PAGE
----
Strangers or family?

Here’s a common scenario in our house: the phone rings; we glance over at it to see who’s calling; then we just let it ring and go about our business. These days, the majority of calls are from scammers, telemarketers, and organizations asking for money. (Yes, we still have a landline. You know, what used to be thought of as a real phone.) We find ourselves on the defensive — so much so that even legitimate requests for donations feel like someone’s trying to bilk us.

Maybe you’ve felt the same way?

In previous posts, we’ve seen how Paul tried to encourage the Corinthians to give generously to the poor, by using the example of the Macedonian churches and even of Jesus himself. But reading between the lines of Paul’s letter, it seems the Corinthians may have been wary and suspicious: was Paul asking for a blank check?

Thus, he reassures them:

A gift is appreciated because of what a person can afford, not because of what that person can’t afford, if it’s apparent that it’s done willingly. It isn’t that we want others to have financial ease and you financial difficulties, but it’s a matter of equality. At the present moment, your surplus can fill their deficit so that in the future their surplus can fill your deficit. In this way there is equality. As it is written, The one who gathered more didn’t have too much, and the one who gathered less didn’t have too little. (2 Cor 8:12-15, CEB)

As suggested in Sunday’s post, the moral or spiritual value of a gift isn’t in its size; after all, a person can give an enormous and sacrificial sum of money for the wrong reasons. What’s most impressive about the Macedonian contribution, therefore, is that the gift clearly demonstrated hearts captivated by grace.

Paul isn’t asking the Corinthians to go poor. He suggests that even giving out of their financial surplus would be of great help. But again, the eager willingness to give is what counts. And behind that eagerness must be a change of perception, a new way of thinking.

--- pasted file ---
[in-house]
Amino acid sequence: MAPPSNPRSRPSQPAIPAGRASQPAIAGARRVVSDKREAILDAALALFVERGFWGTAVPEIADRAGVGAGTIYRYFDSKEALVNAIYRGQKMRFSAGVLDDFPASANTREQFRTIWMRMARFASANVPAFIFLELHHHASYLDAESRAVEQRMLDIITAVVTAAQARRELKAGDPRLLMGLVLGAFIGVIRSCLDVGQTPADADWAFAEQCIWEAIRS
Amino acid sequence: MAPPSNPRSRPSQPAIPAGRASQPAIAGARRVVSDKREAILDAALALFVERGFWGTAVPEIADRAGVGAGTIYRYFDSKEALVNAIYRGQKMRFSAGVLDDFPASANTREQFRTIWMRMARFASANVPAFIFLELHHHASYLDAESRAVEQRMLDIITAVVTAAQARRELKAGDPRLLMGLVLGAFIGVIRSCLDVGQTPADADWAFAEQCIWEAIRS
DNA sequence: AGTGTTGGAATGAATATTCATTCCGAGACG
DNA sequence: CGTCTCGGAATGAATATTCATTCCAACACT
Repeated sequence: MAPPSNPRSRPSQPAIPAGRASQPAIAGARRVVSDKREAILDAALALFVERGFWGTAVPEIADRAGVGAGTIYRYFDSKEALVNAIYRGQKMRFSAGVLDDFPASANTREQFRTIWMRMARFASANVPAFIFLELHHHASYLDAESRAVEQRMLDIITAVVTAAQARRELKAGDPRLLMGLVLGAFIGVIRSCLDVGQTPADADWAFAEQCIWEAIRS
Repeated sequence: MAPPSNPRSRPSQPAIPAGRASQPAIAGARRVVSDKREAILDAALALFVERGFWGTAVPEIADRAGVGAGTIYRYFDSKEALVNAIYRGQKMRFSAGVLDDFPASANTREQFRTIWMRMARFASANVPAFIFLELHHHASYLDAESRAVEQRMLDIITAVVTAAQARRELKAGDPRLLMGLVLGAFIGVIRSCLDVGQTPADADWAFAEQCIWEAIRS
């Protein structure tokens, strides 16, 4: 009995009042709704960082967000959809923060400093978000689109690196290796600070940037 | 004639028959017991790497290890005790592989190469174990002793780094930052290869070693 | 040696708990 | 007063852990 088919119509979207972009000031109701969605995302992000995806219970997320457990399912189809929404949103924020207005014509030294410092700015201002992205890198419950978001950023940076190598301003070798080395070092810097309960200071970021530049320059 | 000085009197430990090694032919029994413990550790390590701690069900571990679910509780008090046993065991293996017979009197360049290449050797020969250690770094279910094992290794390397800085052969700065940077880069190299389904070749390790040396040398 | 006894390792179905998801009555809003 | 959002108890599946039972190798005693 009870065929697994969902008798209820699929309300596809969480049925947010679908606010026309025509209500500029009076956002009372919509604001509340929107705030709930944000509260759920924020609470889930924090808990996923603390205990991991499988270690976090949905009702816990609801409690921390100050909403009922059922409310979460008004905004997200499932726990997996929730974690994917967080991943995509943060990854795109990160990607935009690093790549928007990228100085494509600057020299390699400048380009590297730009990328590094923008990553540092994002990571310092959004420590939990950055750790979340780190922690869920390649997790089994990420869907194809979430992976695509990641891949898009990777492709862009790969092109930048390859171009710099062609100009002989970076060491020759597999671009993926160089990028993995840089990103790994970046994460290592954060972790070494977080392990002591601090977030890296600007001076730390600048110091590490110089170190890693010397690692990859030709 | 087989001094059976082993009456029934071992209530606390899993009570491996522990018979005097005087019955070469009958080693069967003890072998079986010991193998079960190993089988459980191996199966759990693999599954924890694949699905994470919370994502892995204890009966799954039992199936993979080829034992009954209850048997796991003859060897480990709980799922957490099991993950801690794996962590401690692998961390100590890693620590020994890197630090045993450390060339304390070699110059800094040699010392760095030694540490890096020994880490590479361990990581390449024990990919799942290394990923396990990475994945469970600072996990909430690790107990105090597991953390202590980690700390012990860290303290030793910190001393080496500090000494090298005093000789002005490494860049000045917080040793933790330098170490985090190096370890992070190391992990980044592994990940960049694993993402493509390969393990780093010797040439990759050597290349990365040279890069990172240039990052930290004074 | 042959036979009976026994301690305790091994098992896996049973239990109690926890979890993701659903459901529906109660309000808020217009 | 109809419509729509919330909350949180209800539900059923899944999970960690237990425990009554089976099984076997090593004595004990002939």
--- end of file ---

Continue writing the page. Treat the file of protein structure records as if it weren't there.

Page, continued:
“Equality.” On one level, we might read that as numerical equality, a balancing of the books. It’s highly unlikely that Paul would mean some strict accounting by which resources are redistributed until everyone has the same net worth. At the very least, however, those who have more than they need should give willingly to help ensure that their brothers and sisters have the basic necessities of life.

But on another level, we might think instead of a different kind of equality: under the new covenant, Jews and Gentiles who follow Christ are no longer strangers, but family.

Paul quotes Exodus 16:18. The context is the story of the gift of manna to God’s people. Families were specifically instructed to gather one omer of manna (about two quarts) for each member of the household; in that way, everyone had exactly what they needed every day.

But God’s people now includes both Jews and Gentiles, living in cities spread across the Roman Empire. And under the new covenant, they are to provide for each other.

The Corinthians can give reluctantly to “them,” a mysterious and foreign people in a distant land. Or they can take hold of the grace they’ve already received, recognize the poor in Jerusalem as their brothers and sisters, and give accordingly.

We have all kinds of reasons for feeling defensive when people ask for money, and not everyone can be trusted. But Paul wants to provoke a shift in perspective, from “me” and “mine” to a more inclusive “us.” The family of God is diverse and widespread, but some of our brothers and sisters are still “strangers” to us. What can we do to break down the barriers of ignorance or suspicion?